The tearing of fine art away from money and privilege, and the remaking of it as both a collective expression but also as a place of collective reflection – this has been the biggest change, I think. And the way in which museums have changed from being treasure houses to producing houses: places where things that had never existed before, never been seen or experienced before, are now being shared.

This article first appeared in the 04 December 2013 issue of the New Statesman, Burnout Britain

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Who will win in Copeland? The Labour heartland hangs in the balance

The knife-edge by-election could end 82 years of Labour rule on the West Cumbrian coast.

Fine, relentless drizzle shrouds Whitehaven, a harbour town exposed on the outer edge of Copeland, West Cumbria. It is the most populous part of the coastal north-western constituency, which takes in everything from this old fishing port to Sellafield nuclear power station to England’s tallest mountain Scafell Pike. Sprawling and remote, it protrudes from the heart of the Lake District out into the Irish Sea.

Billy, a 72-year-old Whitehaven resident, is out for a morning walk along the marina with two friends, his woolly-hatted head held high against the whipping rain. He worked down the pit at the Haig Colliery for 27 years until it closed, and now works at Sellafield on contract, where he’s been since the age of 42.

“Whatever happens, a change has got to happen,” he says, hands stuffed into the pockets of his thick fleece. “If I do vote, the Bootle lass talks well for the Tories. They’re the favourites. If me mam heard me saying this now, she’d have battered us!” he laughs. “We were a big Labour family. But their vote has gone. Jeremy Corbyn – what is he?”

The Conservatives have their sights on traditional Labour voters like Billy, who have been returning Labour MPs for 82 years, to make the first government gain in a by-election since 1982.

Copeland has become increasingly marginal, held with just 2,564 votes by former frontbencher Jamie Reed, who resigned from Parliament last December to take a job at the nuclear plant. He triggered a by-election now regarded by all sides as too close to call. “I wouldn’t put a penny on it,” is how one local activist sums up the mood.

There are 10,000 people employed at the Sellafield site, and 21,000 jobs are promised for nearby Moorside – a project to build Europe’s largest nuclear power station now thrown into doubt, with Japanese company Toshiba likely to pull out.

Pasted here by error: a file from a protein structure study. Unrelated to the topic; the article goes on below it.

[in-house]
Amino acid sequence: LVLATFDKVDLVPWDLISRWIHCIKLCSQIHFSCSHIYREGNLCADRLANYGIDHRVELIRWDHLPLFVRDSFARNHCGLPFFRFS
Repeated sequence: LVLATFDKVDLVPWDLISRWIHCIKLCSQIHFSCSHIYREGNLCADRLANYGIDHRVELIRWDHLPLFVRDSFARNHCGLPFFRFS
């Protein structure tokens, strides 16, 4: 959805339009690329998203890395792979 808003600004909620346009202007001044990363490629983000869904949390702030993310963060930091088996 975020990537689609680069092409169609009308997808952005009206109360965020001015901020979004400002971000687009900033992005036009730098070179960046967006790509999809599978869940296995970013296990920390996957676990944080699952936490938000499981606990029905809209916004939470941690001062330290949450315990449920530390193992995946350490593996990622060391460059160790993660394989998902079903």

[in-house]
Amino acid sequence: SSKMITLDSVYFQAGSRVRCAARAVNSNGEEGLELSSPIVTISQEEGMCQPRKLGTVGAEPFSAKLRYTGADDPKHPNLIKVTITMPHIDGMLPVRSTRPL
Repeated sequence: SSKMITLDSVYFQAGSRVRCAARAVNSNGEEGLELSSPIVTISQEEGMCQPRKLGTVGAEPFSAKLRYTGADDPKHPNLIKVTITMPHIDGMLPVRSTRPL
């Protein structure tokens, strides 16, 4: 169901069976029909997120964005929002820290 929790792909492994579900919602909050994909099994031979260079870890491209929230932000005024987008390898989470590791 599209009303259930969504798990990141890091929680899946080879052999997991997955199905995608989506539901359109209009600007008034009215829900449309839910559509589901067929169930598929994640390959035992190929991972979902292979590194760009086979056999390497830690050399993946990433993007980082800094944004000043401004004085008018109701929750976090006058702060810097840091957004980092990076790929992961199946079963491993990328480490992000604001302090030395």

Tories believe Jeremy Corbyn’s stance on nuclear power (he limply conceded it could be part of the “energy mix” recently, but his long prevarication betrayed his scepticism) and opposition to Trident, which is hosted in the neighbouring constituency of Barrow-in-Furness, could put off local employees who usually stick to Labour.

But it’s not that simple. The constituency may rely on nuclear for jobs, but I found a notable lack of affection for the industry. While most see the employment benefits, there is less enthusiasm for Sellafield being part of their home’s identity – particularly in Whitehaven, which houses the majority of employees in the constituency. Also, unions representing Sellafield workers have been in a dispute for months with ministers over pension cut plans.

“I worked at Sellafield for 30 years, and I’m against it,” growls Fred, Billy’s friend, a retiree of the same age who also used to work at the colliery. “Can you see nuclear power as safer than coal?” he asks, wild wiry eyebrows raised. “I’m a pit man; there was just nowhere else to work [when the colliery closed]. The pension scheme used to be second-to-none, now they’re trying to cut it, changing the terms.”

Derek Bone, a 51-year-old who has been a storeman at the plant for 15 years, is equally unconvinced. I meet him walking his dog along the seafront. “This county, Cumbria, Copeland, has always been a nuclear area – whether we like it or don’t,” he says, over the impatient barks of his Yorkshire terrier Milo. “But people say it’s only to do with Copeland. It ain’t. It employs a lot of people in the UK, outside the county – then they’re spending the money back where they’re from, not here.”